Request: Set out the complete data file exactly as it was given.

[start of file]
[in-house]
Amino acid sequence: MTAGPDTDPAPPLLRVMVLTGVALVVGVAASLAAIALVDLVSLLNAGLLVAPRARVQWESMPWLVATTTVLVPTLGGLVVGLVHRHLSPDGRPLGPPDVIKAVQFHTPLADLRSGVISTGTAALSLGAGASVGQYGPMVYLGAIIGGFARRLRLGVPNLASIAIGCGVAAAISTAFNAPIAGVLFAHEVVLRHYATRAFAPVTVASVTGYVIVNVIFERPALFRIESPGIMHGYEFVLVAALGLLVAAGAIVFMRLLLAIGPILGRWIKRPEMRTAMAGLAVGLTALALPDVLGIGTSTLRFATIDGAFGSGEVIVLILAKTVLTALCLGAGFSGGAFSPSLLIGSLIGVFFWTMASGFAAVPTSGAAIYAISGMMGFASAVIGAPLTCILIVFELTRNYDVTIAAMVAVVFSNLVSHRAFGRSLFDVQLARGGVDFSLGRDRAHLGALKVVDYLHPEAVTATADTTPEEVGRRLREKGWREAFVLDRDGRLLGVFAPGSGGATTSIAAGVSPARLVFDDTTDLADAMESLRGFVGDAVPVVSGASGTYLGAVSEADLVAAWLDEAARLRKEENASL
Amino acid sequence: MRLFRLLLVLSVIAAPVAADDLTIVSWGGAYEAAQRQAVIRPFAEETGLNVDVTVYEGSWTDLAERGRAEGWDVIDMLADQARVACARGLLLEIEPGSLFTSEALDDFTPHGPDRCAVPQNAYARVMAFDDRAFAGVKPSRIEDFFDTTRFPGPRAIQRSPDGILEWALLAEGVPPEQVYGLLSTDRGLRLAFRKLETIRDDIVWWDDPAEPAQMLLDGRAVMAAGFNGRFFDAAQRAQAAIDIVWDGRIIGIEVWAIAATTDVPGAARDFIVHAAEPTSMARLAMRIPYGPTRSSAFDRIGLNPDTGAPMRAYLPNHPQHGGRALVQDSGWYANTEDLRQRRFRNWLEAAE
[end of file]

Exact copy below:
[in-house]
Amino acid sequence: MTAGPDTDPAPPLLRVMVLTGVALVVGVAASLAAIALVDLVSLLNAGLLVAPRARVQWESMPWLVATTTVLVPTLGGLVVGLVHRHLSPDGRPLGPPDVIKAVQFHTPLADLRSGVISTGTAALSLGAGASVGQYGPMVYLGAIIGGFARRLRLGVPNLASIAIGCGVAAAISTAFNAPIAGVLFAHEVVLRHYATRAFAPVTVASVTGYVIVNVIFERPALFRIESPGIMHGYEFVLVAALGLLVAAGAIVFMRLLLAIGPILGRWIKRPEMRTAMAGLAVGLTALALPDVLGIGTSTLRFATIDGAFGSGEVIVLILAKTVLTALCLGAGFSGGAFSPSLLIGSLIGVFFWTMASGFAAVPTSGAAIYAISGMMGFASAVIGAPLTCILIVFELTRNYDVTIAAMVAVVFSNLVSHRAFGRSLFDVQLARGGVDFSLGRDRAHLGALKVVDYLHPEAVTATADTTPEEVGRRLREKGWREAFVLDRDGRLLGVFAPGSGGATTSIAAGVSPARLVFDDTTDLADAMESLRGFVGDAVPVVSGASGTYLGAVSEADLVAAWLDEAARLRKEENASL
Amino acid sequence: MRLFRLLLVLSVIAAPVAADDLTIVSWGGAYEAAQRQAVIRPFAEETGLNVDVTVYEGSWTDLAERGRAEGWDVIDMLADQARVACARGLLLEIEPGSLFTSEALDDFTPHGPDRCAVPQNAYARVMAFDDRAFAGVKPSRIEDFFDTTRFPGPRAIQRSPDGILEWALLAEGVPPEQVYGLLSTDRGLRLAFRKLETIRDDIVWWDDPAEPAQMLLDGRAVMAAGFNGRFFDAAQRAQAAIDIVWDGRIIGIEVWAIAATTDVPGAARDFIVHAAEPTSMARLAMRIPYGPTRSSAFDRIGLNPDTGAPMRAYLPNHPQHGGRALVQDSGWYANTEDLRQRRFRNWLEAAE